|Posted by Lilly on July 9, 2012 at 2:05 PM||comments (0)|
I've read a few sites that say, if you find a good commissary, do everything in your power to keep it. Don't rock the boat, and be sure not to bite the hand that feeds you. Still, no matter what cliche you follow, the need to find a new commissary may arise sooner than you'd like. Just because you have found your commissary doesn't mean you should stop searching forever. Keep your eyes and ears open for all new possibilities, always.
I recently had the bottom fall out of my business when, after arranging negotiations and getting documents together, I finally submitted my plan review to my Health Department to get that glorious license. I thought that enormous hurdle was behind me, until a week and a half later, my Health Department notified me of the revisions and additional information I would have to provide in order to wrap up the plan review and move on to my cart inspection. All of the requests were very simple fixes, until I got to the commissary part. Though I had provided my commissary's state license, my Health Department wanted their city license, too. And when I visited my commissary people to get a copy of that, they couldn't find it. Worse, since it's from the City of Philadelphia, they were in no way inclined to spend an entire work day muddling through bureaucratic red tape to get a duplicate license for me. And just like that - POOF! - I no longer had a commissary. But there are other reasons your commissary can disappear, many of which have nothing to do with you:
Without a commissary, you will lose your own license and have a major disruption in a business that is already riddled with seasonal time constraints.
But I just want to share two things you can do to find a commissary. The first, which I've mentioned before, is to place an ad on Craigslist. Detail what you need, and how little space/time you would require since you're not a vendor who cooks anything. You've got nothing to lose by having a free ad out there for restaurateurs and commissary owners to find. And be sure to headline how you will be able to help them by providing easy income in the form of monthly rent. From my own experience, I can attest that I was contacted by one person who needed kitchen sharers right in my homebase. However, the rent was substantially high for a new business owner, so I passed. Still, my ad helped, and I made a new contact in the street vendor industry.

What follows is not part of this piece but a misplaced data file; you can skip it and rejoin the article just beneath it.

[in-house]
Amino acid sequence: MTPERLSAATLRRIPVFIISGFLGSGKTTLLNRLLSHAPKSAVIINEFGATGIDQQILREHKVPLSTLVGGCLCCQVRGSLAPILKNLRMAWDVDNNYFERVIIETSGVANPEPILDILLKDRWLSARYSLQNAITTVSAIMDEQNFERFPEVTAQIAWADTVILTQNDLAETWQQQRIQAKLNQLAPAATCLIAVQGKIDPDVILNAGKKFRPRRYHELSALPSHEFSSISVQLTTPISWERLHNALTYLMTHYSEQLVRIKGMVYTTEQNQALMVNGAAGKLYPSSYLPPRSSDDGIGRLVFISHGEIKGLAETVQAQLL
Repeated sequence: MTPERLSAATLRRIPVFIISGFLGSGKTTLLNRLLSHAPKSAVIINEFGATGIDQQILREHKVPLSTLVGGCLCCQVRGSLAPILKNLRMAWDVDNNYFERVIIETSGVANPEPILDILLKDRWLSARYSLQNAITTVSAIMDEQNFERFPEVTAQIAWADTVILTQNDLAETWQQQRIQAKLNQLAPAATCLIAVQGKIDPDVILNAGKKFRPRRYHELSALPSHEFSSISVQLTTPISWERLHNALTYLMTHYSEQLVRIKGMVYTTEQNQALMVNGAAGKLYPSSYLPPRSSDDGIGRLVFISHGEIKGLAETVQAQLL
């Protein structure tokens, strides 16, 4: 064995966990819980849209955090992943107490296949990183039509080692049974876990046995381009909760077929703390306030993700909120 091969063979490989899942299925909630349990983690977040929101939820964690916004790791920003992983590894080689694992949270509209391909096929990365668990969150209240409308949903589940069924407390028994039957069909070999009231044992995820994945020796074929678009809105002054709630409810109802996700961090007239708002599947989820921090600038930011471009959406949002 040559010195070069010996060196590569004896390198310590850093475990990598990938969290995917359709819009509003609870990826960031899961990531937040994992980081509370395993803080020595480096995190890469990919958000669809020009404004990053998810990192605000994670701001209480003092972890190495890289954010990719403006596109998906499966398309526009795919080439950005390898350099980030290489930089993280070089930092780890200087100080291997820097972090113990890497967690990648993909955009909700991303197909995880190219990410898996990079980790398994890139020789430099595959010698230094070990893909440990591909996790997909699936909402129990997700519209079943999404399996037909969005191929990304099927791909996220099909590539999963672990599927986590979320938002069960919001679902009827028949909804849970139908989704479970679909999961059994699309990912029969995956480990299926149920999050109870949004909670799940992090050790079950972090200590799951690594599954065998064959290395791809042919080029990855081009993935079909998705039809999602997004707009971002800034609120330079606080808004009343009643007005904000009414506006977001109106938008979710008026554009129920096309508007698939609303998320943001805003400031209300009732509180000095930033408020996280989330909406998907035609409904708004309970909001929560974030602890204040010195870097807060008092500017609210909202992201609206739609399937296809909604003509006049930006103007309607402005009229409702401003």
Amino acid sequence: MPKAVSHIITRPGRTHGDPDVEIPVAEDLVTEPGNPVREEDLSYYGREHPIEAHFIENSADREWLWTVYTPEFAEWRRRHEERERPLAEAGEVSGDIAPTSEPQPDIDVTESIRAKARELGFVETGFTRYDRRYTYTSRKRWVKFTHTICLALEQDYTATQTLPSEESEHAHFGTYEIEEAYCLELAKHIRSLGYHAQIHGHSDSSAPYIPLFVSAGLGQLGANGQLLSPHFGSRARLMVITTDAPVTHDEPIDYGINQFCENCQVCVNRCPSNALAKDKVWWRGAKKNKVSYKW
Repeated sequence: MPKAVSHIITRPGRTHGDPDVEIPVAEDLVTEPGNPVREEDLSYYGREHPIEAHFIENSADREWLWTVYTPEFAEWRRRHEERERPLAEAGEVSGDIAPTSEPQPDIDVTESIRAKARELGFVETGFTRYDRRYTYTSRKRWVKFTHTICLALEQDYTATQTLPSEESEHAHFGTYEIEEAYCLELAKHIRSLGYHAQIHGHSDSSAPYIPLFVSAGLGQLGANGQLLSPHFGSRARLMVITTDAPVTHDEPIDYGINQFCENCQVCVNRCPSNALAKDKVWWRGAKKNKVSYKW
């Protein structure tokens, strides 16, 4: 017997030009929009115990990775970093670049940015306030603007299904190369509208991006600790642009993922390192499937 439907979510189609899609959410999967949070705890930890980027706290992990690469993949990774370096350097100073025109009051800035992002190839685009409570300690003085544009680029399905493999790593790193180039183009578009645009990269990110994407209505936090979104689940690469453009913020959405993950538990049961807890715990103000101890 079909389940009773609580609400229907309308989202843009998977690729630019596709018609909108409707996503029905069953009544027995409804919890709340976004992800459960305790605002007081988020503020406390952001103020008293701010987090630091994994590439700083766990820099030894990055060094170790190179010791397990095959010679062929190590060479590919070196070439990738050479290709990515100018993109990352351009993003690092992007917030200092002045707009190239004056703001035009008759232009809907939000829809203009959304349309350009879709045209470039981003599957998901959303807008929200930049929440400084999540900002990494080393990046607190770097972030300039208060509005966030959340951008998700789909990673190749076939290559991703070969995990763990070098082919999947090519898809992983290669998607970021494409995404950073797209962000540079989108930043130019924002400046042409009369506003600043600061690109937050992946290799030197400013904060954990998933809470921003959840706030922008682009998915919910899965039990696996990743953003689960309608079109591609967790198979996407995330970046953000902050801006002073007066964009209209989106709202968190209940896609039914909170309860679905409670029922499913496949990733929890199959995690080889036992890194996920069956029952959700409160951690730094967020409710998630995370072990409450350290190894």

Next, while in Craigslist, search "commissary" in the ALL FOR SALE area. Here is what I found recently in my own Philly Craigslist listings (see below). And yes, I found my new commissary, a great licensed, inspected, and approved operation located in Philly that has bays for 10 pushcart vendors, complete with sinks, freezers and even electric plugs in each bay for those who require refrigeration. I paid for a six-month lease, which I probably won't use this year, but it will hold my spot for next year. And knowing how difficult it is to find a commissary, this makes good business sense for me. Best of luck!
Be sure to check out the Commissary page!